BRAINERD, Minn. — It started as a brief explosion — a burst of light through the windows, so bright it was like a flashbang, before the passengers felt a deep tremor reverberate through the frame of the aircraft unlike any sort of turbulence they’d felt before.

The images are plastered across every main page of the internet now: Nervous passengers staring out the windows. The startling image of a rattling, half-dismantled jet engine wreathed in flames. Scattered debris, some pieces large enough to crush a car, strewn on the streets of Broomfield, Colo., below.

At the time, most of this was a mystery to Maren Goff, a part-time sportswriter for the Brainerd Dispatch, who happened to be on the United Airlines Flight 328 from Denver to Honolulu Saturday afternoon, Feb. 20, on a belated honeymoon trip. (The Dispatch, like this newspaper, is owned by Forum Communications Co.)

She and her husband, Joel Martin, were seated in the back-central portion of the aircraft; in other words, not positioned next to a window. As such, the events of early Saturday afternoon were disorienting and incomplete, with the gaps only filled in later when they returned to Denver International Airport.

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“As we were taking off, (the pilot) said that we were going to expect some turbulence flying over the Rockies anyways, so just a heads up for that,” Goff said during a phone interview Sunday, Feb. 21. She noted it was roughly 10 to 15 minutes into the flight that things went haywire. “We were doing the 10,000 feet announcement and there's a big flash and a bang. And they're like, ‘Oh, something happened. We'll get back to you.’”

That something was catastrophic engine failure in the Boeing 777-200’s right engine. Judging by footage of the incident taken by another member of the 231 passenger roster, much of the engine’s housing was ripped off, revealing the internal components, which continued to whirl despite a blanket of thick, oily tongues of flame the clung to the engine as they dissipated into the jet stream.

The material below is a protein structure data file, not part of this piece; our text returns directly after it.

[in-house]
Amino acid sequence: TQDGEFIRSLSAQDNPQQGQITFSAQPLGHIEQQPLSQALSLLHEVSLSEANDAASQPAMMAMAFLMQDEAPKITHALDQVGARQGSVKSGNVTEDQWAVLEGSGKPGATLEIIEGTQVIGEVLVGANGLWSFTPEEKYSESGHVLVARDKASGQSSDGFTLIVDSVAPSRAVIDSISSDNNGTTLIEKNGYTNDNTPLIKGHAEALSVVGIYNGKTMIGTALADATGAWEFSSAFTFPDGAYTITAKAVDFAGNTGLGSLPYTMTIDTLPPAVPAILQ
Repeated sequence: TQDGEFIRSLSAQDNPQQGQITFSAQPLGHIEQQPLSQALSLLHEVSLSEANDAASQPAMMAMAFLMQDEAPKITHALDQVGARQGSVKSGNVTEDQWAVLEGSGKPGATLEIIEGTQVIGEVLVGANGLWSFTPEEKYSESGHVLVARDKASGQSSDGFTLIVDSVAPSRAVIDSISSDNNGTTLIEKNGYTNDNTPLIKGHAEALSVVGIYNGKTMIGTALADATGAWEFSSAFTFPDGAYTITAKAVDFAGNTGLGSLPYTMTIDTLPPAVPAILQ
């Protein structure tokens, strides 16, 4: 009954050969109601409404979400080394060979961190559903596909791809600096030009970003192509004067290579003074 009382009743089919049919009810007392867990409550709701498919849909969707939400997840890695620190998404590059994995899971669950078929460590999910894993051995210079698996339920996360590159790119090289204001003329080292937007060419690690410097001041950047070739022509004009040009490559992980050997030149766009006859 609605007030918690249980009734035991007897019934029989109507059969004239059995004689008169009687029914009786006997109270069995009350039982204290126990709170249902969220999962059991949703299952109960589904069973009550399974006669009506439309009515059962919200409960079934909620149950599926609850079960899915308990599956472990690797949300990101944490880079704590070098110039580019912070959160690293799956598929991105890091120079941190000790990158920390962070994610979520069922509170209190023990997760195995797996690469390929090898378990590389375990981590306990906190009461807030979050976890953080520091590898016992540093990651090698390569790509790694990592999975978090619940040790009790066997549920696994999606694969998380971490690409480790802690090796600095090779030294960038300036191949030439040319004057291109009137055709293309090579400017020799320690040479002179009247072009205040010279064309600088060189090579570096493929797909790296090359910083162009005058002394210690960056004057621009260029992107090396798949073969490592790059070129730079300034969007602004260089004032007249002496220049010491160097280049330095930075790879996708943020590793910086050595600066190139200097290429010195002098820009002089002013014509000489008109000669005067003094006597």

From Goff and Martin’s perspective, this incident resulted in a disturbing series of tremors that rolled through the aircraft, but it wasn’t until flight attendants of the 10-member crew stopped by and told them to remain seated that they felt afraid. Despite a veneer of calm professionalism, Goff said, the pilots and crew couldn’t mask nervousness creeping into their voices.

“It was definitely more of a white-knuckle situation,” Goff said of the tense moments on the plane. “Nobody had any outbursts or anything, but you could tell people were kind of like ‘What just happened?’ ‘Did everyone just see that flash?’ It was surreal. It was a tense calm. I think everyone knew that something was not right.”

Goff said that pilots turned the plane around immediately and, within half an hour, they were back on the ground. It was only after the fact — when fellow passengers showed recorded footage on their phones, or when Goff and Martin were able to scour social media much like the rest of America — that they understood the enormity of what happened. They’d dodged a proverbial bullet. Other passengers, she said, just opted to cancel their journey altogether and return home.

“The pilots did a really great job of keeping the plane steady. Flying with one engine, I imagine, is not the easiest thing to do and they did such a great job,” Goff said. “As soon as the plane landed on the runway in Denver, that was a startling moment. The closer you were to it, the more startling it was for us. It’s a surreal realization of the situation. We knew something was wrong, but we didn't know how dire the situation was.”